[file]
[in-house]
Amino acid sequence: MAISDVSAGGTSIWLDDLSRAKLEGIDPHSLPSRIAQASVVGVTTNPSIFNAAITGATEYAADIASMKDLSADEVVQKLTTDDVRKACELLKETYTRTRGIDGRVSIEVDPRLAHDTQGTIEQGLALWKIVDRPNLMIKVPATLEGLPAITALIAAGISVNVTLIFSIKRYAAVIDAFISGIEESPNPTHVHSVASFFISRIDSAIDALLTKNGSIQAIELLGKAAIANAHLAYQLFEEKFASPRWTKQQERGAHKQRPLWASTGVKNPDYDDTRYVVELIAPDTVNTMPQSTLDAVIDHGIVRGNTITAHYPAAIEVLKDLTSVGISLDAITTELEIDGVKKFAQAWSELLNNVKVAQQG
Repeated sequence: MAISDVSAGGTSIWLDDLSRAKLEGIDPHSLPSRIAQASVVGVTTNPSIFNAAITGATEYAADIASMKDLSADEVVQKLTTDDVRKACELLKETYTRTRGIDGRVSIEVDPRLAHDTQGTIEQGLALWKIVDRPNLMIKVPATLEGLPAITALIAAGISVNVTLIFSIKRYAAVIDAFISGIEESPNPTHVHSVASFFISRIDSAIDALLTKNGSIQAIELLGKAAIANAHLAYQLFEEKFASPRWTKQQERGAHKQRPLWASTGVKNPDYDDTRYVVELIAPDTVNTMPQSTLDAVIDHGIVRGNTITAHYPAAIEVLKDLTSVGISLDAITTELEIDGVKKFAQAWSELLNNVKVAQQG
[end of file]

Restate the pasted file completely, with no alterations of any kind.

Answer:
[in-house]
Amino acid sequence: MAISDVSAGGTSIWLDDLSRAKLEGIDPHSLPSRIAQASVVGVTTNPSIFNAAITGATEYAADIASMKDLSADEVVQKLTTDDVRKACELLKETYTRTRGIDGRVSIEVDPRLAHDTQGTIEQGLALWKIVDRPNLMIKVPATLEGLPAITALIAAGISVNVTLIFSIKRYAAVIDAFISGIEESPNPTHVHSVASFFISRIDSAIDALLTKNGSIQAIELLGKAAIANAHLAYQLFEEKFASPRWTKQQERGAHKQRPLWASTGVKNPDYDDTRYVVELIAPDTVNTMPQSTLDAVIDHGIVRGNTITAHYPAAIEVLKDLTSVGISLDAITTELEIDGVKKFAQAWSELLNNVKVAQQG
Repeated sequence: MAISDVSAGGTSIWLDDLSRAKLEGIDPHSLPSRIAQASVVGVTTNPSIFNAAITGATEYAADIASMKDLSADEVVQKLTTDDVRKACELLKETYTRTRGIDGRVSIEVDPRLAHDTQGTIEQGLALWKIVDRPNLMIKVPATLEGLPAITALIAAGISVNVTLIFSIKRYAAVIDAFISGIEESPNPTHVHSVASFFISRIDSAIDALLTKNGSIQAIELLGKAAIANAHLAYQLFEEKFASPRWTKQQERGAHKQRPLWASTGVKNPDYDDTRYVVELIAPDTVNTMPQSTLDAVIDHGIVRGNTITAHYPAAIEVLKDLTSVGISLDAITTELEIDGVKKFAQAWSELLNNVKVAQQG